She was very excited to find the coins and shamrocks. When they were all found she played for a VERY long time. Yes! I love a successful project. Will I be finding rice all over my house forever? Probably. But, I think it's worth it.
This is what the box looks like now...
A mask seemed like a perfect mardi gras activity for the little miss.
I showed her where New Orleans is on her favorite map puzzle. We listened to brass band music and talked about the festivities. She was super excited to get her beads in the traditional colors of purple (for justice), green (for faith), and gold (for power). We used these same colors to make our masks.
I traced her hands, one on purple paper, and one on yellow paper. I cut them out and glued them together at the palms and then to some cardboard (cereal box!) to make them a little sturdier. Next came the eye holes. The rest was up to Clementine. She glued feathers, drew with markers, and poured some gold glitter. It was a quick and enjoyable activity!
I wound a gold pipe cleaner around a wooden skewer (with the point taken off) and taped it to the back of the mask. Lastly, three gold ribbons tied to the top.
Tonight we'll feast on jambalaya and king cake. Having an excuse to celebrate all sorts of holidays is definitely one of my favorite things about being a mom!
Pasta necklaces are so fun! What makes them even better? (Pretend this question is being asked to a two and half year old girl obsessed with pink) Well, when the pasta is pink, of course! I thought it would make them even more special to have a "locket".
The girls LOVED this!!!
First off, coloring the pasta.
Put the pasta in a ziplock bag with a tablespoon of alcohol and 4+ drops off food coloring (depending on how dark you want your color, enriched pasta requires a few more drops of color). Shake it around until it is all coated. Place on tray to dry.
Repeat this step for as many colors or types of pasta you want to use. Shoelaces make for the perfect string for the younger set. I cut one in half so each had the flugelbinder (yes, that is the name of the shoelace tip; impress your friends with that fun fact.) to use to ease in stringing the pasta. I tied a wagonwheel at the other end with a knot.
As for the locket, I cut a heart shape out of a sturdy piece of cardboard. For best results do not use corrugated cardboard as it bends too easily. I traced the heart shape onto pink paper and cut out three more hearts. One to cover the front, one to cover the back, and the third I glued just the top part down on the front, to make a sort of flap so you could "open" the locket. I punched a hole to string it on the necklace, and I glittered the sides to cover up the cardboard. After all was dry, I wrote "Best Friends" Lastly, I cut out pictures of the girls' faces. Two of each.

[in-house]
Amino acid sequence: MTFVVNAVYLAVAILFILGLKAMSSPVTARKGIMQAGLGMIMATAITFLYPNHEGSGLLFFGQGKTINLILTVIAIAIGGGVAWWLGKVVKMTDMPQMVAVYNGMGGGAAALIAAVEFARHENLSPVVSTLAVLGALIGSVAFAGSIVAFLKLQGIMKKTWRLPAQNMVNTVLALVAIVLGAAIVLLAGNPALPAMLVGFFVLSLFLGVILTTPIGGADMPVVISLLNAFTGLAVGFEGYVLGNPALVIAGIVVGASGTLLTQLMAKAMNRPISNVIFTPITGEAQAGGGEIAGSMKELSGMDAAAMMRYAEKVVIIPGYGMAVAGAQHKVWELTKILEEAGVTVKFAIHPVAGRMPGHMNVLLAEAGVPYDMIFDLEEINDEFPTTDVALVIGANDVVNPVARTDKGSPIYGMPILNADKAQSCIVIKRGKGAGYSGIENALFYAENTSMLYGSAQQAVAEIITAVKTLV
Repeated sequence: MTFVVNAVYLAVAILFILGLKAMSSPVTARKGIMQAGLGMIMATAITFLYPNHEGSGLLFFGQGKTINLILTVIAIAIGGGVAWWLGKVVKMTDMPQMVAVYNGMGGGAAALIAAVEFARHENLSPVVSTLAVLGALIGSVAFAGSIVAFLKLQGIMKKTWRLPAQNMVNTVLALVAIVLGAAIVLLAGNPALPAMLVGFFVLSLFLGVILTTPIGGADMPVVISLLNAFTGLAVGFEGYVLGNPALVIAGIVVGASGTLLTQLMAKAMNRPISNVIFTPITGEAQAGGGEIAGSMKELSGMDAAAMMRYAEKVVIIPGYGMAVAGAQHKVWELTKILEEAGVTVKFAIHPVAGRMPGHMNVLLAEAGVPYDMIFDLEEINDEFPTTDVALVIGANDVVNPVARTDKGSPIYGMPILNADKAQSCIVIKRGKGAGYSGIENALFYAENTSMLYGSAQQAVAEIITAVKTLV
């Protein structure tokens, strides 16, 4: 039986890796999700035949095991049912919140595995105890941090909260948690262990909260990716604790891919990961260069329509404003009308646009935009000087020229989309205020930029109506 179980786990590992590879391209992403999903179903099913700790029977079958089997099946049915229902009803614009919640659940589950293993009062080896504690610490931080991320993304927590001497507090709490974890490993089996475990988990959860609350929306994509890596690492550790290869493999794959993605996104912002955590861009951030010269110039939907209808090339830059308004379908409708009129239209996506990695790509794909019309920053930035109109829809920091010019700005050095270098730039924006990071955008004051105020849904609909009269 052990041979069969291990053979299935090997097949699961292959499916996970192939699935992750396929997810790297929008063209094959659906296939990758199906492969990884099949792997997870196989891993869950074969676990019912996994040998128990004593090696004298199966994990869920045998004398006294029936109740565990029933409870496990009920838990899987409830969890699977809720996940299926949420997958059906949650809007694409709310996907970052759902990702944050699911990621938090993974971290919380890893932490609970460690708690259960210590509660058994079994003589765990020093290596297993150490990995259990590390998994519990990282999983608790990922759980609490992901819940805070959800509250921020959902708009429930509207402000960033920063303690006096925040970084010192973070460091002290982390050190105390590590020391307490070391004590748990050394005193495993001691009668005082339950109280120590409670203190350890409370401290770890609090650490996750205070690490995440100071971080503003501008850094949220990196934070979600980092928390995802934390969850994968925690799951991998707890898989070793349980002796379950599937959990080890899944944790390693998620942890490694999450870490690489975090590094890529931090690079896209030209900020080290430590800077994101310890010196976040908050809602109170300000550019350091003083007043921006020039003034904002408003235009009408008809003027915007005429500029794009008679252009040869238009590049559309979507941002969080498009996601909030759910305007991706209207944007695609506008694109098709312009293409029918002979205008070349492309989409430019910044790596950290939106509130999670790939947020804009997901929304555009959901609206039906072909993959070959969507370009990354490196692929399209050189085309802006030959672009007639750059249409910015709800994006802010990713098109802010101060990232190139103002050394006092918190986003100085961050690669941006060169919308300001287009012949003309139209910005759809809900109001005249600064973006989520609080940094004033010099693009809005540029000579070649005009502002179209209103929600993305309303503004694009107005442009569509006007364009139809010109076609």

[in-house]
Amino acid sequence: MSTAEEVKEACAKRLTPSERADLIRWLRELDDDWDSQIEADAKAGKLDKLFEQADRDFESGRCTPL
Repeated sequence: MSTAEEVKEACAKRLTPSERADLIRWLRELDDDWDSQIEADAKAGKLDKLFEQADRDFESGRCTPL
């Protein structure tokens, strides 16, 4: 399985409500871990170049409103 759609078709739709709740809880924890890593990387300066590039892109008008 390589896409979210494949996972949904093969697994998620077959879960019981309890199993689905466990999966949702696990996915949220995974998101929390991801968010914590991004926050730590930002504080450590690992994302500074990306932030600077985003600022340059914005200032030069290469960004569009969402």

After the girls were done stringing, we tied a knot to make the necklace complete. Then we sat down with the pictures and a glue stick. We asked the girls to pick out the picture of their best friend, they did, and then picked out the picture of themselves. We glued the cute little faces under the flap, inside the "locket" and using a piece of sparkly pipe cleaner, attached it to their necklace.
"Awww, so cuuute," Clementine said as she raced to see herself and her new homemade necklace in the mirror. Yes, indeed.
The little miss had her best friend, Addie, over for a pink valentine celebration. Pink cupcakes, candy, hearts, cookies, valentines, balloons, tissue paper flowers, even hard boiled eggs! There's a small part of me that hopes if I just bombard her with pink she will decide to rebel and like another color; until then, I put on my very pink, vintage, bedazzled dress and a big smile.
The valentines were placed in the froggy 'mailbox' that I had made out of a box, some green wrapping paper, and some extra large google eyes. Before the girls could open them, they had to hop like frogs on the hearts, jump or swim across the pond of bubble wrap (who can't resist popping those bubbles?!) and slither like a caterpillar or snake under the streamers. It was lots of fun. They did it quite a few times before opening their home made valentines and then about thirty more times after! They managed to squeeze in a few bites of their heart shaped pb&j's, munch on a few cookies, and lick the pink frosting off of a cupcake or two.
Then it was craft time. Pink pasta necklaces with a paper "locket" that I had written 'best friends' on. This was a big hit! After stringing the pasta, the girls pasted their pictures inside the heart. They loved it! Look how happy they are as they checked out their necklaces in the mirror. I love that pure joy!
Even weezie, our brussels griffon, had fun at the pink party. Although, I'm sure she's quite happy to have the bubble wrap pond off the floor today. Me too!
Details on the pasta necklaces and 'love bite' cookies to follow...